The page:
Josephine McMurray, Elizabeth Hicks, Helen Johnson, Jacobi Elliott, Kerry Byrne, and Paul Stolee authored the article, Trying to find information is like hating yourself every day: The collision of electronic information systems in transition with patients in transition, which was published in the Journal of Health Informatics.
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The article examines the implication of electronic medical records (EMR) coupled with parallel paper medical records on continuity of information in healthcare facilities. In conducting the research, ethnographic field study was deployed as the main methodology for gathering data.
The article draws its inferences from results of three main case studies involving older patients having hip fracture and transitioning within healthcare settings (McMurray et al., 2012, p.218).
The focus of the article is on the implication of the electronic information systems (EIS) interoperability on the capacity of healthcare providers to communicate amongst themselves and the implication of digital records on transformation of information handling and processing systems within healthcare facilities.
According to the article, enhancement of continuity is an important outcome for healthcare information system. In this context, healthcare records are pivotal in enabling care providers to exchange patients’ clinical coupled with demographic information, which is necessary to effect appropriate treatment (McMurray et al., 2012, p.218).
Records also aid in accountability transfers, regulatory compliance, and provide means for following up quality of the healthcare delivered. While the authors find documentation important in this extent, they argue that documentation culture consumes 25 percent of the caregivers’ time in a healthcare facility (McMurray et al., 2012, p.218).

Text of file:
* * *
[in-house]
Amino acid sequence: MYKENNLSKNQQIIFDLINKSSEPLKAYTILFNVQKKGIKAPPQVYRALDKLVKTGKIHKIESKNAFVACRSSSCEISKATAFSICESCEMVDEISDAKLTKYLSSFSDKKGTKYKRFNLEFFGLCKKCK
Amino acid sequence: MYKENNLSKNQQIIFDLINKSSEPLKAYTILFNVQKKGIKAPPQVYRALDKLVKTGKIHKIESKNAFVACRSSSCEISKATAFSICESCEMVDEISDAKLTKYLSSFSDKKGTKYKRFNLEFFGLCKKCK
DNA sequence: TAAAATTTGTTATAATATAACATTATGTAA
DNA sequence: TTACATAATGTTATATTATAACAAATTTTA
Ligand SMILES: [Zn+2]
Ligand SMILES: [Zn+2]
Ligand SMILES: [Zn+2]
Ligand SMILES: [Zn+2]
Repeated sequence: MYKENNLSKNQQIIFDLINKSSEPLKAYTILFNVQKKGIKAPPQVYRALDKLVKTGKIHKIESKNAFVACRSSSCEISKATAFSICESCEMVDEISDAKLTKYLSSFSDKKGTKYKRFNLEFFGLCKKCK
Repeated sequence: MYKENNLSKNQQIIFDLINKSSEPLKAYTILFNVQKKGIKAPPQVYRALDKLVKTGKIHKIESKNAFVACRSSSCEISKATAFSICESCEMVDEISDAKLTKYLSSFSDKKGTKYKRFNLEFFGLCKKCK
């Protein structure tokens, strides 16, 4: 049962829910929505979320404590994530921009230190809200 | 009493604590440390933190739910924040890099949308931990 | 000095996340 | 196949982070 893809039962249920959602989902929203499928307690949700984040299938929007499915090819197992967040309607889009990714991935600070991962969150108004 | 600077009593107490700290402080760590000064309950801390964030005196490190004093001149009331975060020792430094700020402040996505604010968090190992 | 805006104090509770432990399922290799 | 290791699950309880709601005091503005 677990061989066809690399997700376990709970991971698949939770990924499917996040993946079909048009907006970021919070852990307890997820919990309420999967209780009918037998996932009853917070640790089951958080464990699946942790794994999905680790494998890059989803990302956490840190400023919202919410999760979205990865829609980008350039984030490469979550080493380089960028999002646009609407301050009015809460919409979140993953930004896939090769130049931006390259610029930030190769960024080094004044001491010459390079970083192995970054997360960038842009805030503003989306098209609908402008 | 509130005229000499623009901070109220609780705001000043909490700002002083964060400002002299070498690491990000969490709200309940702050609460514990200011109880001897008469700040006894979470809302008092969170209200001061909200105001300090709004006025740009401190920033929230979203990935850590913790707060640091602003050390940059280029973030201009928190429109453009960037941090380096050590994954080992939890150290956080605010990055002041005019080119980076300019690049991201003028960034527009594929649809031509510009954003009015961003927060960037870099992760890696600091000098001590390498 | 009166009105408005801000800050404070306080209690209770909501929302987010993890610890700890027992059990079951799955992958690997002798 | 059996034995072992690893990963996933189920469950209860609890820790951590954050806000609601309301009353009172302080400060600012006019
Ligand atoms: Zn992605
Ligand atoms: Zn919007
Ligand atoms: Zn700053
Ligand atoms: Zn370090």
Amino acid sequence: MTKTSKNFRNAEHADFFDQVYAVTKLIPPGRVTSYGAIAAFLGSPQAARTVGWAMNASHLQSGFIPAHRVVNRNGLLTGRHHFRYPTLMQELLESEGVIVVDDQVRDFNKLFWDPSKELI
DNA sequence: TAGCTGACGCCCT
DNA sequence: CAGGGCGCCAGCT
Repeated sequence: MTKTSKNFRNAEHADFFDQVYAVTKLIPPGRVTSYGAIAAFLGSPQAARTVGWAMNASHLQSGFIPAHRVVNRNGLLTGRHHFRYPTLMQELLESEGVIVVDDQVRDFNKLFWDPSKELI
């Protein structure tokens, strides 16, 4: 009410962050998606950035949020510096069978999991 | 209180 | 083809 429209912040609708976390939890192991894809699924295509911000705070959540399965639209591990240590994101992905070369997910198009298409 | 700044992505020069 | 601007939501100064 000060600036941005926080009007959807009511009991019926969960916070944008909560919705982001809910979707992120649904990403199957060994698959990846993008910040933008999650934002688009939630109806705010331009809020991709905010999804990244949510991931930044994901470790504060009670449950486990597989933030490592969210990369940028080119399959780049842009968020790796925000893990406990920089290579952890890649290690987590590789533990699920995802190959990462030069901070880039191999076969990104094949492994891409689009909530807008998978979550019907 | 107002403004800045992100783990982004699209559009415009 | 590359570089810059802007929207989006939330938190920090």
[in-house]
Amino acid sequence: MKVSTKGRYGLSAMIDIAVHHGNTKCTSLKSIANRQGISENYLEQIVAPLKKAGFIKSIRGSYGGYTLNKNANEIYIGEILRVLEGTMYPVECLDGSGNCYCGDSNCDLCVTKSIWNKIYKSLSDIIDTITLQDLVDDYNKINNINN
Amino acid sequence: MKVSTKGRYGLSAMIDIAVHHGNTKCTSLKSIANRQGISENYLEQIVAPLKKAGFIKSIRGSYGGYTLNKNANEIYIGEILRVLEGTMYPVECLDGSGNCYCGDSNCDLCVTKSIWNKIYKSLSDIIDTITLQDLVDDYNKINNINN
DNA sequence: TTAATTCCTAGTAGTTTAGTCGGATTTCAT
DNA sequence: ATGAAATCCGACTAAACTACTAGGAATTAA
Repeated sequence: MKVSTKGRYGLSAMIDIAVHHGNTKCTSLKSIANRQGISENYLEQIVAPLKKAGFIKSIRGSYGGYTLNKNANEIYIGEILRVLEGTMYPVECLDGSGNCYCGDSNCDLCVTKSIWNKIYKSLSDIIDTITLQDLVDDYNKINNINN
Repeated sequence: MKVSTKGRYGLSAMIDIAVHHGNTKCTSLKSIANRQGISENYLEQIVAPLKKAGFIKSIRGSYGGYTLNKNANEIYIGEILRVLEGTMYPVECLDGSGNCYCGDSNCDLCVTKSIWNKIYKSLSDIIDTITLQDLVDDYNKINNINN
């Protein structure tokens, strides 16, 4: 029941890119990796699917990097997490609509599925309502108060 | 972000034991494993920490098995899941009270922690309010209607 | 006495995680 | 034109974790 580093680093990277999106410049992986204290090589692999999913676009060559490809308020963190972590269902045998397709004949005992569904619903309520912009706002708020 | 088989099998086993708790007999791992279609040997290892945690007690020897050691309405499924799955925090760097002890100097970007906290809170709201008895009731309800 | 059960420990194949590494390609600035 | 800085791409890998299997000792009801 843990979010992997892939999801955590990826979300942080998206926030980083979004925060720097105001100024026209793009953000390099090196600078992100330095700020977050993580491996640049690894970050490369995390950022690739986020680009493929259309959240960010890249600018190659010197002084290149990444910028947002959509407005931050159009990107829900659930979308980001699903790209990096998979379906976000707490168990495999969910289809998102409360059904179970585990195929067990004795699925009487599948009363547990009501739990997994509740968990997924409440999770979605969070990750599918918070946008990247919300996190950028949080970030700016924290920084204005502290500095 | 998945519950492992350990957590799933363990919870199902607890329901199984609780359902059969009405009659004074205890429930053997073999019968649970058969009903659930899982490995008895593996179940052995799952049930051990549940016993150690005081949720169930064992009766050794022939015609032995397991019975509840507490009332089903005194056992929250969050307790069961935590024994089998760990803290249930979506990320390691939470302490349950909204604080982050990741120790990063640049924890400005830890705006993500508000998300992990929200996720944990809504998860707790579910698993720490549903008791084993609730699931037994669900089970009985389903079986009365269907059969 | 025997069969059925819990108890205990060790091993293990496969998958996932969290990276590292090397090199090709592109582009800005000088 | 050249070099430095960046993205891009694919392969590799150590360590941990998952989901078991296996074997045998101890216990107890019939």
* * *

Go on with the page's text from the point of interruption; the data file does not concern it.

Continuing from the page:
Improving the documentation process can aid in improvising of more accurate, better quality, secure, and speedy, and even well coordinated healthcare.
According to the authors, the above qualities cannot be achieved via paper-based approaches to documentation of healthcare information. This assertion underlines the importance of transitioning to EMR healthcare information systems.
However, the authors report low adoption rates of the EMRs in clinical settings in Canada. They also argue that care providers encounter challenges in sending and receiving information that has been digitized. Consequently, “the adoption of digitized documentation is inconsistent across healthcare sectors and interoperability between information systems is limited” (McMurray et al., 2012, p.220).
Based on this realization, the researchers found it sound to conduct a research to investigate the effects of electronic and paper information parallel system in fostering efforts of communication exchange during the process of transitioning of patient within the healthcare continuum.
The authors present two main viewpoints. First, “partial interoperability between electronic information systems has complicated not eased the ability to communicate across settings and disciplines” (McMurray et al., 2012, p.223).